It has been a while since the SEC moved forward with any rulemaking under the Dodd-Frank Act. In fact, the last action taken by the SEC was in December 2013 when it approved amendments to Nasdaq listing rules relating to compensation committee independence. Nothing has happened since then. The SEC’s previous rulemaking schedule indicated some action would be taken by the end of October 2014. Even if this timing holds true, it is unlikely any new rule will impact the 2015 proxy season. Nonetheless, before any new rulemaking happens, we thought it made sense to remind everyone where we currently are with Dodd-Frank and what we can expect.
As you will recall, the Dodd-Frank Act included 7 significant provisions relating to public company corporate governance matters. Below is a status report on each of these 7 items:
The SEC adopted final rules relating to:
- Advisory votes of shareholders about executive compensation and golden parachutes (the so-called “say-on-pay” votes) (§951).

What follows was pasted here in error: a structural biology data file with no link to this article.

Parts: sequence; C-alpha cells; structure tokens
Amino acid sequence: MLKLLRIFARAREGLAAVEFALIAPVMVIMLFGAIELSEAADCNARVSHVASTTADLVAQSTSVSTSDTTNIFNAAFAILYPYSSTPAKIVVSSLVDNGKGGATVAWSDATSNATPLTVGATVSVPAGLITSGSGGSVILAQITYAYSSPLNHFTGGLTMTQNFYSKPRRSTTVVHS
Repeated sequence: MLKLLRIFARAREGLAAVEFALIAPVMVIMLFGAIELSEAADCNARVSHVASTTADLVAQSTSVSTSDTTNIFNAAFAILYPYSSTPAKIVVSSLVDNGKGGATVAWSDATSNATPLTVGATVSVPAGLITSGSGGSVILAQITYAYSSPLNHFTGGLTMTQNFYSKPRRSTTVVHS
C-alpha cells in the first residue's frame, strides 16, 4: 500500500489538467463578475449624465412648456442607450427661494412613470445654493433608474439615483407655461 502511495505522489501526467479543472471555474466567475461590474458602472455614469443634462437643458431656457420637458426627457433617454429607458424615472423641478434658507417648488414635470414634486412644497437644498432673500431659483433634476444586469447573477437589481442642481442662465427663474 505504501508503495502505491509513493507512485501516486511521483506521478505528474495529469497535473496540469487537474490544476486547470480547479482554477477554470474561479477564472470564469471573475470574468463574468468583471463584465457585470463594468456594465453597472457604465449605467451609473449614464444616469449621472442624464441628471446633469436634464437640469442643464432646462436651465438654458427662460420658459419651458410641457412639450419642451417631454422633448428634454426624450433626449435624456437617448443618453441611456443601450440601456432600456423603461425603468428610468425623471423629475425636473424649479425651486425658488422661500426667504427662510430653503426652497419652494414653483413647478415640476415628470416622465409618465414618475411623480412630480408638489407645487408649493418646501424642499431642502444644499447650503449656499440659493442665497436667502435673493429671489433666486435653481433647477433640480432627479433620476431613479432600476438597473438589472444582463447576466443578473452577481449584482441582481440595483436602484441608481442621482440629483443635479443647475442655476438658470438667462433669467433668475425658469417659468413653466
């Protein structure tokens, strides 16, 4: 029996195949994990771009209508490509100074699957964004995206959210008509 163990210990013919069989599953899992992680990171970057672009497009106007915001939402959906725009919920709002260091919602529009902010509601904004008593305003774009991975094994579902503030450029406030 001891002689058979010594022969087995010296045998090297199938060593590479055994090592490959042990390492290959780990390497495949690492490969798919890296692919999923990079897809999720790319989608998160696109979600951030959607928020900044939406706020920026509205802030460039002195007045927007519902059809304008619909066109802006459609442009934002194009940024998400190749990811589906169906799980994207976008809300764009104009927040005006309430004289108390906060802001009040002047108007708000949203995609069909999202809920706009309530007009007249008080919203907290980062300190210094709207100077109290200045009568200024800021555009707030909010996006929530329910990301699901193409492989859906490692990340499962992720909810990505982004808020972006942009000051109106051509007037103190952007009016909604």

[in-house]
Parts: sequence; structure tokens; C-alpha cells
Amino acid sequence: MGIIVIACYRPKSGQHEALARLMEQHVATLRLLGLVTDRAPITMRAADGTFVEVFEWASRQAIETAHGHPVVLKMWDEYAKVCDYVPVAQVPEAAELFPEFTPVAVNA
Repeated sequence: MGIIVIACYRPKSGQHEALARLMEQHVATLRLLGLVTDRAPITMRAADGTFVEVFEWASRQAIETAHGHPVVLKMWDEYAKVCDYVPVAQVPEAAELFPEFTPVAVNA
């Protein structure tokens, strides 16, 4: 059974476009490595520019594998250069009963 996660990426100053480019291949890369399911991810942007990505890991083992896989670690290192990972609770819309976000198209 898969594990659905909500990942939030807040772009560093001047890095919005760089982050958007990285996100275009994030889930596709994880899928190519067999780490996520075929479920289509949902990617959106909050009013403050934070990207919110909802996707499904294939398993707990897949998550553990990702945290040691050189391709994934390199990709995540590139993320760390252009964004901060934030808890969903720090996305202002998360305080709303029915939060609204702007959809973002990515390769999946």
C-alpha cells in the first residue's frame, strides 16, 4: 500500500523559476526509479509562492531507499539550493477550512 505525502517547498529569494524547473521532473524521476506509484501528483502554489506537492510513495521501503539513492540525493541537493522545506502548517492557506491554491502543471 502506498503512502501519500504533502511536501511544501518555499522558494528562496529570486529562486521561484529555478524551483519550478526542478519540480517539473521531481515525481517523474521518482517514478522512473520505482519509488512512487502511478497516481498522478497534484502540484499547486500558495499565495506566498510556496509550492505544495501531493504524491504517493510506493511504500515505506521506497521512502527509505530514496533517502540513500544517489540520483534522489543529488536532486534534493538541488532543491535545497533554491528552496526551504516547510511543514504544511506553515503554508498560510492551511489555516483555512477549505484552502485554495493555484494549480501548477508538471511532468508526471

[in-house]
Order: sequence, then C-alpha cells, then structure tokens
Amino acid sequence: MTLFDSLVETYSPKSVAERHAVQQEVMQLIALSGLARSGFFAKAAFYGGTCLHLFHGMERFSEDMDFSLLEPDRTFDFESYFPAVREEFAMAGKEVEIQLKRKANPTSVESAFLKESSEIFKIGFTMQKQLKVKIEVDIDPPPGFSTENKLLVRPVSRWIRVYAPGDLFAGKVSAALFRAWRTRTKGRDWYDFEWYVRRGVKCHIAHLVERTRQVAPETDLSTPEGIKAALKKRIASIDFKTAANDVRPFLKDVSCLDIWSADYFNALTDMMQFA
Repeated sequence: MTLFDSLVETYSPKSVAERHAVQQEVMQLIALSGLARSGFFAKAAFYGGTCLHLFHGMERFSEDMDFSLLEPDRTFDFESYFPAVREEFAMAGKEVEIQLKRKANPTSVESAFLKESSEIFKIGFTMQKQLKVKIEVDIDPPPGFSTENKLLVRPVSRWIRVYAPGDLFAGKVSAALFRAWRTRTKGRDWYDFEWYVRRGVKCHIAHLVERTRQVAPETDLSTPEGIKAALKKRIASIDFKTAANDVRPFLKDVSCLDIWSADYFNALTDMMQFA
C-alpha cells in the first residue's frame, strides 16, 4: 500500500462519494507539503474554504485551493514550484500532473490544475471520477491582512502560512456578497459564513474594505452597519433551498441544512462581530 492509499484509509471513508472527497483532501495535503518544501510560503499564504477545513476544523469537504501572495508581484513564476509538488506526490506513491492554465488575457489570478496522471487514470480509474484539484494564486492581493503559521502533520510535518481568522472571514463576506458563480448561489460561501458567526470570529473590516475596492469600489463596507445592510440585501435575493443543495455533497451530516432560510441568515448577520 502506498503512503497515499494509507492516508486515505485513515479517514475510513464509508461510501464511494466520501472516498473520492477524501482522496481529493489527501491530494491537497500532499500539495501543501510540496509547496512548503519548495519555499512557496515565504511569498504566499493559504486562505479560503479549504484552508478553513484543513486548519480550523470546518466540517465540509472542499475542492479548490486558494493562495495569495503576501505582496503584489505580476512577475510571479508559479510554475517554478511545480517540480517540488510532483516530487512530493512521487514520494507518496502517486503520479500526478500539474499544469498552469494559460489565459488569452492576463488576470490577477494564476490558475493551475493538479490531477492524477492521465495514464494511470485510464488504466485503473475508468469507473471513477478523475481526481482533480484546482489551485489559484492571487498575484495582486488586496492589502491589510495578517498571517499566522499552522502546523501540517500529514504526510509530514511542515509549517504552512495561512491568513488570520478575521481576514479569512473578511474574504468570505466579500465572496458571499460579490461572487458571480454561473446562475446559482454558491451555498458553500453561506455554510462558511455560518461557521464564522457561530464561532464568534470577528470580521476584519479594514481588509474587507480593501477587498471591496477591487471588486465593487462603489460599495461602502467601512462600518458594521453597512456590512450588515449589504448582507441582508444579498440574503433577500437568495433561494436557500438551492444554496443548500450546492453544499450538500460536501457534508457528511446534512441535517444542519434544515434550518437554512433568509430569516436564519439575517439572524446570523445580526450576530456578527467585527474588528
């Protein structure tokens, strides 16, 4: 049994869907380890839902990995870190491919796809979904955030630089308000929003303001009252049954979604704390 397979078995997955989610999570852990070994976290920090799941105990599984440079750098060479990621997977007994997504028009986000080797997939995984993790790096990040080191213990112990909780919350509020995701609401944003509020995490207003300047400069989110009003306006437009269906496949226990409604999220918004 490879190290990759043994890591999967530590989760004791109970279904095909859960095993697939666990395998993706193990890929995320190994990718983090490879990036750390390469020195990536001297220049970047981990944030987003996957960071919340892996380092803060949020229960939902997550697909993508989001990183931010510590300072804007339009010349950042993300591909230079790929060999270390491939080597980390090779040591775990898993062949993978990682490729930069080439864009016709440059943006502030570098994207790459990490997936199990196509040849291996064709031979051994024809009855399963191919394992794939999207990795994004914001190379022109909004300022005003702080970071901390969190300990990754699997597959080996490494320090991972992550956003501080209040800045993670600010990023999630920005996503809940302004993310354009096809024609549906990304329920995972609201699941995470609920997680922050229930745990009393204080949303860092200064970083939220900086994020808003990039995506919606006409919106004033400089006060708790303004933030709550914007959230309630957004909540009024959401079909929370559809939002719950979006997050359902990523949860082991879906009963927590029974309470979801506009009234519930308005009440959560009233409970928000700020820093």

- Compensation committee independence (§952) (and has approved listing rules relating to compensation committee independence adopted by the New York Stock Exchange and NASDAQ).
The NYSE and NASDAQ adopted (and the SEC approved) listing rules prohibiting brokers from voting uninstructed shares on certain matters, including proposals related to executive compensation (§957).
The SEC proposed (but has not yet finalized) rules that will require disclosure of the ratio between the CEO’s total compensation and the median total compensation for all other company employees (§953(b)).
Rules Not Yet Proposed
The SEC has not yet proposed rules with regard to the following:
- “Pay versus performance” disclosure (§953(a)).
- Disclosure of incentive-based compensation and mandatory clawback policies (§954).
- Disclosure regarding employee and director hedging (§955).
We will continue to monitor any SEC rulemaking and will provide updates as material developments occur.